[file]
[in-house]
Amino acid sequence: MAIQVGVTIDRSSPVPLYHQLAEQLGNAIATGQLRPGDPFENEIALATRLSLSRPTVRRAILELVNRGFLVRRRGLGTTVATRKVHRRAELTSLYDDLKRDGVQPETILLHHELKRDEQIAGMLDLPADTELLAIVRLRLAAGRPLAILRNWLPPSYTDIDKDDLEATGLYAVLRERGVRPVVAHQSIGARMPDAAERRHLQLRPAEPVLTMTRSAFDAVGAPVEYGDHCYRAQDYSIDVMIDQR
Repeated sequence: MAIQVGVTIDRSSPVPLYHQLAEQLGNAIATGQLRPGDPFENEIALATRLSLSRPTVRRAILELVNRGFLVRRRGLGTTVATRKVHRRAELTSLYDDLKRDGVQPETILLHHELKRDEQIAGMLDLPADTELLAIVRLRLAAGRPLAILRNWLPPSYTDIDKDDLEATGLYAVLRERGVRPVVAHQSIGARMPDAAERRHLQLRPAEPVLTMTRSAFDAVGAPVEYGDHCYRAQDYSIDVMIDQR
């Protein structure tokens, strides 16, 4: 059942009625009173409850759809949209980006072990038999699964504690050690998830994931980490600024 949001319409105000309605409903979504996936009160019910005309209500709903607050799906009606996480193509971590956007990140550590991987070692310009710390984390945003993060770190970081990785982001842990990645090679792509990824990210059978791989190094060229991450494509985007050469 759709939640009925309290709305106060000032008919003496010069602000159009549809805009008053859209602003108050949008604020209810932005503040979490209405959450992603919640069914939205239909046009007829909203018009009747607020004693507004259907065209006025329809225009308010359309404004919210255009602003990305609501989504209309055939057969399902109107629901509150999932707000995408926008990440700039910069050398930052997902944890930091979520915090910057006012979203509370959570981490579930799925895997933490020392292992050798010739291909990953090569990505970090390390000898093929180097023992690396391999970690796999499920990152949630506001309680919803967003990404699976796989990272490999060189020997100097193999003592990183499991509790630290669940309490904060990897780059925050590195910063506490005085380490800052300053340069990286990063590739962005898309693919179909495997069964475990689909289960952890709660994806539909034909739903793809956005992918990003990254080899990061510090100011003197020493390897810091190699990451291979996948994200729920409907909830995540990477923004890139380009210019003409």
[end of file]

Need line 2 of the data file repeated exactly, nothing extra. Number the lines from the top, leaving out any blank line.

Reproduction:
Amino acid sequence: MAIQVGVTIDRSSPVPLYHQLAEQLGNAIATGQLRPGDPFENEIALATRLSLSRPTVRRAILELVNRGFLVRRRGLGTTVATRKVHRRAELTSLYDDLKRDGVQPETILLHHELKRDEQIAGMLDLPADTELLAIVRLRLAAGRPLAILRNWLPPSYTDIDKDDLEATGLYAVLRERGVRPVVAHQSIGARMPDAAERRHLQLRPAEPVLTMTRSAFDAVGAPVEYGDHCYRAQDYSIDVMIDQR